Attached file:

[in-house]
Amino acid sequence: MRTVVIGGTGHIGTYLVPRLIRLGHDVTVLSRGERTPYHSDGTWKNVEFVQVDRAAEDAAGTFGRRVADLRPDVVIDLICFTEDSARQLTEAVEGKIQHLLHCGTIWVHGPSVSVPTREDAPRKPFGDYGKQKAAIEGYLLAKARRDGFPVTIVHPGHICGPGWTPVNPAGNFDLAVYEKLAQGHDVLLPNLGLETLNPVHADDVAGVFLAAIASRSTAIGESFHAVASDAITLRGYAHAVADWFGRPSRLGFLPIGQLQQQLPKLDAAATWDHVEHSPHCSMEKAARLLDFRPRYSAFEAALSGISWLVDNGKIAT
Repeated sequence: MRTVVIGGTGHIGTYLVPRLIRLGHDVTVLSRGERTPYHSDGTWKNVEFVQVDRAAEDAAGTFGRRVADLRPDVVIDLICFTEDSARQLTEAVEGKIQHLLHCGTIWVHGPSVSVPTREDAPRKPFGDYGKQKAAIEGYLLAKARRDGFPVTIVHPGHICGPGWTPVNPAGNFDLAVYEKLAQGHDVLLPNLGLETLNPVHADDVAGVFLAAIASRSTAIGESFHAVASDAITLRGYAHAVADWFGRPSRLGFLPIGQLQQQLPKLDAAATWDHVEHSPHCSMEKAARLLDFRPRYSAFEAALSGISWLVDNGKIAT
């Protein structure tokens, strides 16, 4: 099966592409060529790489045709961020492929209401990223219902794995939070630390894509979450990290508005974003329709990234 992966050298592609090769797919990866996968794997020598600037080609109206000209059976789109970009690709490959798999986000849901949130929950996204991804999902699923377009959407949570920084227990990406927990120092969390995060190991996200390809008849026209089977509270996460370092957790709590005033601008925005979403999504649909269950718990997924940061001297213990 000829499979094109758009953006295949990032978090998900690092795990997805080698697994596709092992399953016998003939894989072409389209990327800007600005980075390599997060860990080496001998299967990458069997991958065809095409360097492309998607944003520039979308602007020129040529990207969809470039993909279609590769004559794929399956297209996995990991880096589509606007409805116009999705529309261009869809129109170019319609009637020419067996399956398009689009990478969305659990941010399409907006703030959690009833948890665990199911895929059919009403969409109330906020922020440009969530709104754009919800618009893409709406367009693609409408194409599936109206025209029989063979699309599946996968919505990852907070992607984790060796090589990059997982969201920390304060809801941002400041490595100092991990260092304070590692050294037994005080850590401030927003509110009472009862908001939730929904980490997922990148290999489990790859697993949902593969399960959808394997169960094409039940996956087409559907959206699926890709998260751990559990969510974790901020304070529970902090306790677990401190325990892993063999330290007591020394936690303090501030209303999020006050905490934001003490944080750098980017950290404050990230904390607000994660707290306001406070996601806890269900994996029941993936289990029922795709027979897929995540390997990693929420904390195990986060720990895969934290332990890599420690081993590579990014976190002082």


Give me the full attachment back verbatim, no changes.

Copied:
[in-house]
Amino acid sequence: MRTVVIGGTGHIGTYLVPRLIRLGHDVTVLSRGERTPYHSDGTWKNVEFVQVDRAAEDAAGTFGRRVADLRPDVVIDLICFTEDSARQLTEAVEGKIQHLLHCGTIWVHGPSVSVPTREDAPRKPFGDYGKQKAAIEGYLLAKARRDGFPVTIVHPGHICGPGWTPVNPAGNFDLAVYEKLAQGHDVLLPNLGLETLNPVHADDVAGVFLAAIASRSTAIGESFHAVASDAITLRGYAHAVADWFGRPSRLGFLPIGQLQQQLPKLDAAATWDHVEHSPHCSMEKAARLLDFRPRYSAFEAALSGISWLVDNGKIAT
Repeated sequence: MRTVVIGGTGHIGTYLVPRLIRLGHDVTVLSRGERTPYHSDGTWKNVEFVQVDRAAEDAAGTFGRRVADLRPDVVIDLICFTEDSARQLTEAVEGKIQHLLHCGTIWVHGPSVSVPTREDAPRKPFGDYGKQKAAIEGYLLAKARRDGFPVTIVHPGHICGPGWTPVNPAGNFDLAVYEKLAQGHDVLLPNLGLETLNPVHADDVAGVFLAAIASRSTAIGESFHAVASDAITLRGYAHAVADWFGRPSRLGFLPIGQLQQQLPKLDAAATWDHVEHSPHCSMEKAARLLDFRPRYSAFEAALSGISWLVDNGKIAT
């Protein structure tokens, strides 16, 4: 099966592409060529790489045709961020492929209401990223219902794995939070630390894509979450990290508005974003329709990234 992966050298592609090769797919990866996968794997020598600037080609109206000209059976789109970009690709490959798999986000849901949130929950996204991804999902699923377009959407949570920084227990990406927990120092969390995060190991996200390809008849026209089977509270996460370092957790709590005033601008925005979403999504649909269950718990997924940061001297213990 000829499979094109758009953006295949990032978090998900690092795990997805080698697994596709092992399953016998003939894989072409389209990327800007600005980075390599997060860990080496001998299967990458069997991958065809095409360097492309998607944003520039979308602007020129040529990207969809470039993909279609590769004559794929399956297209996995990991880096589509606007409805116009999705529309261009869809129109170019319609009637020419067996399956398009689009990478969305659990941010399409907006703030959690009833948890665990199911895929059919009403969409109330906020922020440009969530709104754009919800618009893409709406367009693609409408194409599936109206025209029989063979699309599946996968919505990852907070992607984790060796090589990059997982969201920390304060809801941002400041490595100092991990260092304070590692050294037994005080850590401030927003509110009472009862908001939730929904980490997922990148290999489990790859697993949902593969399960959808394997169960094409039940996956087409559907959206699926890709998260751990559990969510974790901020304070529970902090306790677990401190325990892993063999330290007591020394936690303090501030209303999020006050905490934001003490944080750098980017950290404050990230904390607000994660707290306001406070996601806890269900994996029941993936289990029922795709027979897929995540390997990693929420904390195990986060720990895969934290332990890599420690081993590579990014976190002082």